Deprived areas worse off under new cash allocations for schools

Olivia Rook
Monday, October 14, 2019

Analysis by the School Cuts coalition shows cuts averaging £382 per pupil for primary schools in the most deprived intakes, compared with £125 a year in the least deprived intakes.

The Department for Education has said that areas with high proportions of students from a disadvantaged background will continue to receive the highest levels of funding.
The Department for Education has said that areas with high proportions of students from a disadvantaged background will continue to receive the highest levels of funding.

More than 16,500 schools will lose out under new Government cash allocations, according to research by leading teaching unions.

The School Cuts coalition, which includes the National Education Union (NEU) and Association of School and College Leaders (ASCL), has launched an interactive map of England’s schools, which shows how primary and secondary schools will be affected by the Government’s announcement.

The Government said that figures released on Friday 11 October show every secondary school will receive a minimum of £5,000 per pupil next year, and every primary school will receive a minimum of £4,000 from 2021-22. They also said the biggest increases in funding will go to schools that need it the most.

The coalition has disputed the Government’s statement about funding in deprived areas; their analysis shows cuts averaging £382 per pupil for primary schools in the most deprived intakes, compared with £125 a year in the least deprived intakes.

Geoff Barton, general secretary of ASCL, said: ‘We are not being churlish, we are just stating the facts. The extra money for schools is not enough to reverse the cuts and the funding crisis is not over.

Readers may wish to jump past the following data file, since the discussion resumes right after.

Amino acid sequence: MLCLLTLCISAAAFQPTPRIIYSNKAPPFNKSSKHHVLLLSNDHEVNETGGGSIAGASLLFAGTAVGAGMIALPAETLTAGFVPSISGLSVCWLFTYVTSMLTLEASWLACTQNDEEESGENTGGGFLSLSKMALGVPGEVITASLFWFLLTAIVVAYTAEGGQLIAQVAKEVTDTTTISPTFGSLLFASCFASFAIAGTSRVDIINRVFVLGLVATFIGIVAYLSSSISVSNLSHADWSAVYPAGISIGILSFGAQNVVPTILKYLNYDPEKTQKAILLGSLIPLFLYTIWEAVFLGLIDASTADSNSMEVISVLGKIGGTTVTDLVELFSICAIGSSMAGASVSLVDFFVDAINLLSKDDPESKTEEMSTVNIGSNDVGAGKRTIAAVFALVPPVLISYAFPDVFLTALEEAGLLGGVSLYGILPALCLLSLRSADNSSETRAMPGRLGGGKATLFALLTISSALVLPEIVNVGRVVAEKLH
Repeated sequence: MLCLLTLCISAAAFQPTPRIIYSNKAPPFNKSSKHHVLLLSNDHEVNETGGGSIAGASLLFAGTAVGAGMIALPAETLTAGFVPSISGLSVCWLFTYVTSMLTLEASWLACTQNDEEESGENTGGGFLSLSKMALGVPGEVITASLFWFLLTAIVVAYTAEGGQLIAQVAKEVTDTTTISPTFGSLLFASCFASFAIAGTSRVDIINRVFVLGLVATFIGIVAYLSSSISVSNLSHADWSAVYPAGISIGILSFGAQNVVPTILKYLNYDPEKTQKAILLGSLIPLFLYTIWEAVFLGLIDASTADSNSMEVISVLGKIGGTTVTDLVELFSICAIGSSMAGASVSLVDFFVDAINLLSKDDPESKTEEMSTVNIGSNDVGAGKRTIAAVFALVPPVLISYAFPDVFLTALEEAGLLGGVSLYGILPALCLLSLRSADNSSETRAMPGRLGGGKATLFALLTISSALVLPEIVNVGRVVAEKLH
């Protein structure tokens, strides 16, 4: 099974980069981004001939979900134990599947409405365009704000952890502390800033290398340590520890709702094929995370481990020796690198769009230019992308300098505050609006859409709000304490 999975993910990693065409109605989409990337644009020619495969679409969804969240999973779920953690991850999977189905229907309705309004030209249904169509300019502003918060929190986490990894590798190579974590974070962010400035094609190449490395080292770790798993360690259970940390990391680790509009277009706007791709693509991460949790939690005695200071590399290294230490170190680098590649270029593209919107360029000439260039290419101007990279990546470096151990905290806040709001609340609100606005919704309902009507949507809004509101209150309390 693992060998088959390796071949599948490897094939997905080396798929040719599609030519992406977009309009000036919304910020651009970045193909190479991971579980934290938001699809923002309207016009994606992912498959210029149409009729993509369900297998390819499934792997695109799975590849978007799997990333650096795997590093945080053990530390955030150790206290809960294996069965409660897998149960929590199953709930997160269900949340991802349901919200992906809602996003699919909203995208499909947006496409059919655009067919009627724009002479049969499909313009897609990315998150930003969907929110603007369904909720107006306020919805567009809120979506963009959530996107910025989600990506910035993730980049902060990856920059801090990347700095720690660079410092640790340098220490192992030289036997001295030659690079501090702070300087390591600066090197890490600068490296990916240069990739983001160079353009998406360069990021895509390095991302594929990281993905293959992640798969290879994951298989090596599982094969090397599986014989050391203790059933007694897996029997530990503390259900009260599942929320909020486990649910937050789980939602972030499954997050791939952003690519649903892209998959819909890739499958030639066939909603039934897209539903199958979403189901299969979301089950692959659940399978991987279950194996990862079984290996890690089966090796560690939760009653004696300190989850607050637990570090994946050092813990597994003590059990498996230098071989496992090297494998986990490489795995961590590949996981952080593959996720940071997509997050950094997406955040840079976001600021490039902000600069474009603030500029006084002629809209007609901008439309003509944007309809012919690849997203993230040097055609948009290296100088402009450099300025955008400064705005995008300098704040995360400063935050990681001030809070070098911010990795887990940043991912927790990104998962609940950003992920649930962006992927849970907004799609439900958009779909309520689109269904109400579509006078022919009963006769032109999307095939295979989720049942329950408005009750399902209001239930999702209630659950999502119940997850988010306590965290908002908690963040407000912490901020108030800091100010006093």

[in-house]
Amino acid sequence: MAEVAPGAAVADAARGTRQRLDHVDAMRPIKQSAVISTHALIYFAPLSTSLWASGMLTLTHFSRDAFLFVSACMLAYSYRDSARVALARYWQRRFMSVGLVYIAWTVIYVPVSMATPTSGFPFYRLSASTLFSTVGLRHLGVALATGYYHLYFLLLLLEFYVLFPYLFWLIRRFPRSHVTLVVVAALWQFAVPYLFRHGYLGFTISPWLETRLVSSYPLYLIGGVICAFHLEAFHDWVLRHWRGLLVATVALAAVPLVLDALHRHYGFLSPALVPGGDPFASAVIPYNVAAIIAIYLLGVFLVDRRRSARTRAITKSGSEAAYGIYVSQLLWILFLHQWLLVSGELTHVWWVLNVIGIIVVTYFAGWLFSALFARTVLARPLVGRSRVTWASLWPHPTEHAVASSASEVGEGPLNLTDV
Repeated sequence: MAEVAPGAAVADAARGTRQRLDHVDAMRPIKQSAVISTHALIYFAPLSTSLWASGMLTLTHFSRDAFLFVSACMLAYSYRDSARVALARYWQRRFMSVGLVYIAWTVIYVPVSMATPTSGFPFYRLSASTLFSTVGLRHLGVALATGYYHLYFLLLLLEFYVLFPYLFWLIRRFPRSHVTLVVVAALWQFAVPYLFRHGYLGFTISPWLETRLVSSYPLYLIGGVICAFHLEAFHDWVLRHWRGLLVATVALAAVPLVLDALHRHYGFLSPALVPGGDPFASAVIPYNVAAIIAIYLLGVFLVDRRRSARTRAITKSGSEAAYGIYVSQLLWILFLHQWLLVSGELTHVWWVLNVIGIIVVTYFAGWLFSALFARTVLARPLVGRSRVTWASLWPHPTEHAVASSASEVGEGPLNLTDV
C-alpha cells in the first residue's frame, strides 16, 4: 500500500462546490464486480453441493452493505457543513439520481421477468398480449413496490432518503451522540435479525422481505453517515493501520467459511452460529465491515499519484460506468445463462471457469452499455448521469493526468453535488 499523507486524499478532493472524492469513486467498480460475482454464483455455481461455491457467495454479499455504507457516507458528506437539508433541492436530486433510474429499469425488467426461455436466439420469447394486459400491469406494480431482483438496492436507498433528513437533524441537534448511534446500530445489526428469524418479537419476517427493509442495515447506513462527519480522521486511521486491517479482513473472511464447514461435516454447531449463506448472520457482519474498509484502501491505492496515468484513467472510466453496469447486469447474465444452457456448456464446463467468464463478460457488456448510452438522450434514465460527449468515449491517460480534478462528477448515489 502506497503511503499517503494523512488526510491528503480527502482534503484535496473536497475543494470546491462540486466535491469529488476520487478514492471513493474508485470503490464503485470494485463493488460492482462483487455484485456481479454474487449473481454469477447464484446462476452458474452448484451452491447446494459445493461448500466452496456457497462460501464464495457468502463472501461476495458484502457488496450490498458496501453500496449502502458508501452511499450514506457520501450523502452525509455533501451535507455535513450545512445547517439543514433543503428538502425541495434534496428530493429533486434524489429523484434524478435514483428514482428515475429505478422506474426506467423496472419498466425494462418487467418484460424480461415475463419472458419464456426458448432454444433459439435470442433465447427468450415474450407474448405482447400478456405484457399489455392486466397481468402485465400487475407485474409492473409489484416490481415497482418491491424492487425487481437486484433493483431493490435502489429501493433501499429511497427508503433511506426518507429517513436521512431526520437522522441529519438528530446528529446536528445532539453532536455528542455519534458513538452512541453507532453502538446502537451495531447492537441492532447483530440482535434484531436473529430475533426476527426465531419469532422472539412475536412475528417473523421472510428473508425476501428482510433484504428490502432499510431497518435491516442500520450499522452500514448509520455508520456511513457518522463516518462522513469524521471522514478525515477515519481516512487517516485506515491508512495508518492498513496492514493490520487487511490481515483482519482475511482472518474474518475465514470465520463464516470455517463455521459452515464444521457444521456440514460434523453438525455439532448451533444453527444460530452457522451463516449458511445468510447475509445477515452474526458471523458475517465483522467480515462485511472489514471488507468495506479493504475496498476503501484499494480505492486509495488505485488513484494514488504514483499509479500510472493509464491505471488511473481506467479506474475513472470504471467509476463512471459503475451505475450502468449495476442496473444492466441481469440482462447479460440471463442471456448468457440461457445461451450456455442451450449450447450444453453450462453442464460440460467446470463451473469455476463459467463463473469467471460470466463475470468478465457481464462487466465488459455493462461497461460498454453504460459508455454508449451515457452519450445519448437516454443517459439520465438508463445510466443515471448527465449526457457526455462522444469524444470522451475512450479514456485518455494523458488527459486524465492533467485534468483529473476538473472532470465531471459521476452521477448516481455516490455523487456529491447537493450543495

‘In fact, many schools will have to make further cuts next year because they are receiving only an inflationary increase and school costs are rising above inflation. We need an uplift for all schools which restores funding levels to where they were before the cuts began to bite and which keeps pace with costs.’

Kevin Courtney, joint general secretary of NEU, added: ‘Parents, teachers and school leaders need no lectures on the impact of the school funding crisis. And children who started school in 2015 will have seen no relief by 2021 in 83 per cent of schools – their whole school career has been blighted. It is galling for everyone in the education community that the Government continues to underfund and under-deliver on their responsibility to the nation’s schools.’

Responding to the coalition’s analysis, the Department for Education has said that areas with high proportions of students from a disadvantaged background will continue to receive the highest levels of funding. It also stated that £2.4bn is being invested through the Pupil Premium – a fund given to schools to improve the attainment of disadvantaged children.

 

 

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